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Vinnie Ream

Vinnie Ream

The First Woman Commissioned By the U.S. Government for a Major Artwork

At 18, Vinnie Ream defied expectations and gender norms to become the first woman commissioned by the U.S. government for a major artwork - the iconic statue of Abraham Lincoln that stands majestically in the Capitol Rotunda today. Her journey in D.C. began in 1864, fueled by a passion for art and a chance encounter with President Lincoln himself.

Despite her youth and lack of formal training, Ream's talent and determination shone through. She captured Lincoln's essence in a life-size statue, earning her the attention of Congress and ultimately, the monumental commission. Her selection sparked controversy, but Ream persevered, working tirelessly for seven years in her Capitol Hill studio. The finished statue, unveiled in 1871, drew praise for its accuracy and sensitivity, solidifying her place in American art history.

Beyond Lincoln, Ream's artistic career in D.C. flourished. She sculpted prominent figures like Samuel Kirkwood and Sequoyah, leaving her mark on various government buildings.  She actively participated in the burgeoning art scene, exhibiting her work and advocating for female artists.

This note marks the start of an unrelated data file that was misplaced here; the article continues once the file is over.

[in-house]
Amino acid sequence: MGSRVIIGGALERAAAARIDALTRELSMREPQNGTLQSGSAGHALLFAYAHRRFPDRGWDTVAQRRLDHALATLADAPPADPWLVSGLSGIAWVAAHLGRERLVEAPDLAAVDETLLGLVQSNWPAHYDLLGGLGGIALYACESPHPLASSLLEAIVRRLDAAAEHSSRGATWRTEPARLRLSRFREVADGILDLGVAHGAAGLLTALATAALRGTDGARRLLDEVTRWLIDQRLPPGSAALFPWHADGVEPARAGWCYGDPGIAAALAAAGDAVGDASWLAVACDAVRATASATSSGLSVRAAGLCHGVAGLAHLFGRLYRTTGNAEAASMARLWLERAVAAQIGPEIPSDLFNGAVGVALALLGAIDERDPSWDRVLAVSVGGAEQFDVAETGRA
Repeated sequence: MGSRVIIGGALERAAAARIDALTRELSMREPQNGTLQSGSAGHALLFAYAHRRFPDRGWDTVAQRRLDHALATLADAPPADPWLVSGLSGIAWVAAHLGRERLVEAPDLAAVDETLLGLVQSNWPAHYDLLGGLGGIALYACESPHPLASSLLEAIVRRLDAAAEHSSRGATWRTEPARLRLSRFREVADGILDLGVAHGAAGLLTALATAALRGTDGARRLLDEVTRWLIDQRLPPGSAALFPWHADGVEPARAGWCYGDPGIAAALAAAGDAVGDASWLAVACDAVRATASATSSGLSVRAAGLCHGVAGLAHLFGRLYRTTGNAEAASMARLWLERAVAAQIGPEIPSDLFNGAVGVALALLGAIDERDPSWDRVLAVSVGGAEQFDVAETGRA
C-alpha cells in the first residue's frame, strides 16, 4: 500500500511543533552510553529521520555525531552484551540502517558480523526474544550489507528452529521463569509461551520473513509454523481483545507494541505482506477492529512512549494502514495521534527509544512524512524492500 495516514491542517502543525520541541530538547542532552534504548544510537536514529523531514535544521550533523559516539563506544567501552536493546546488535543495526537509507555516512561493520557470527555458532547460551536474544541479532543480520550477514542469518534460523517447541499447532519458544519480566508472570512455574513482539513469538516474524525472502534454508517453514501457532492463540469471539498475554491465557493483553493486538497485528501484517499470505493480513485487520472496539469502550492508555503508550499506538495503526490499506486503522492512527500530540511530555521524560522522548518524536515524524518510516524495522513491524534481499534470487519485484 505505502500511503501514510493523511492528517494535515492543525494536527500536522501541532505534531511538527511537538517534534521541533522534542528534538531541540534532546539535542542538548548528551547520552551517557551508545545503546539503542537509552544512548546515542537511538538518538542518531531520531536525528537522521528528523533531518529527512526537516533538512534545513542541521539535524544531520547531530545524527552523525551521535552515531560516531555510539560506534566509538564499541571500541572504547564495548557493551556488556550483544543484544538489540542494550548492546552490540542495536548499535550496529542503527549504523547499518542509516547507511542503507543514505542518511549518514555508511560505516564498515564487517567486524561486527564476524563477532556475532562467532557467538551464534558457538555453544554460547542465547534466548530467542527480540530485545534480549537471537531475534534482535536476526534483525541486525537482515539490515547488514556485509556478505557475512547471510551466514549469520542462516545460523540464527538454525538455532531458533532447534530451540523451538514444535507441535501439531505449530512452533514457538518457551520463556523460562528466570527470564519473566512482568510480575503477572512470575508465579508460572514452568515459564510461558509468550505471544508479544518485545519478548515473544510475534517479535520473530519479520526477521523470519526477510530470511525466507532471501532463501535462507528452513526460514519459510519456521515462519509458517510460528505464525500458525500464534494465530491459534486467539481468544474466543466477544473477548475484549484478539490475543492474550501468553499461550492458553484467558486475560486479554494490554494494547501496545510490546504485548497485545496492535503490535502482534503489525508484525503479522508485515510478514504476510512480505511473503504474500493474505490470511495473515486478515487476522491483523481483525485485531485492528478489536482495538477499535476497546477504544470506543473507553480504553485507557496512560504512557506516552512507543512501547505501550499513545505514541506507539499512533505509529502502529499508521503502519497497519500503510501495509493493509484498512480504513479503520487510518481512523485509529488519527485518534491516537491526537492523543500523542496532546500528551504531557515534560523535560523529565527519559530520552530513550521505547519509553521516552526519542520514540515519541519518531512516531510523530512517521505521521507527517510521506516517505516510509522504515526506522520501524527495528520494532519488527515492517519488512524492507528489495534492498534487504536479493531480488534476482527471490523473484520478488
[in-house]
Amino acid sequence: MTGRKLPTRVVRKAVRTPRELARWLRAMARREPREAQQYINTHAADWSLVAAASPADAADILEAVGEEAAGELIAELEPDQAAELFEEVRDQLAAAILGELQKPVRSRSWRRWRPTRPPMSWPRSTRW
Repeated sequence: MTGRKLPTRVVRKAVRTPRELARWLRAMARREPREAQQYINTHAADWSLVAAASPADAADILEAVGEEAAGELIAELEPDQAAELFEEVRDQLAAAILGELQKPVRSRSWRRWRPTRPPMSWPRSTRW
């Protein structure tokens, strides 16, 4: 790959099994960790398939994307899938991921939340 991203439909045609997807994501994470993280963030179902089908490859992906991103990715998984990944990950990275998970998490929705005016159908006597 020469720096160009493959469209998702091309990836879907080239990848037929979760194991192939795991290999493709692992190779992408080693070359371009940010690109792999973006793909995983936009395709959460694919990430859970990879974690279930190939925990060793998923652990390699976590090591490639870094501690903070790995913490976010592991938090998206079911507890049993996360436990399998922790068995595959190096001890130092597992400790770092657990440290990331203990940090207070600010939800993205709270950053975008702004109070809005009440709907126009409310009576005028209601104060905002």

Vinnie Ream's legacy in Washington D.C. shines brightly as we celebrate her groundbreaking contributions. Breaking barriers as the first woman commissioned by the U.S. government for a major artwork, she blazed a trail for future generations of female artists. Her iconic statue in the Capitol Rotunda immortalizes Lincoln's legacy, serving as a poignant reminder of his enduring impact. Ream's influence extends beyond this monumental work, as she enriched D.C.'s artistic landscape through her sculpting of notable figures and active participation in the city's vibrant art scene, leaving an indelible mark on the capital's cultural heritage.

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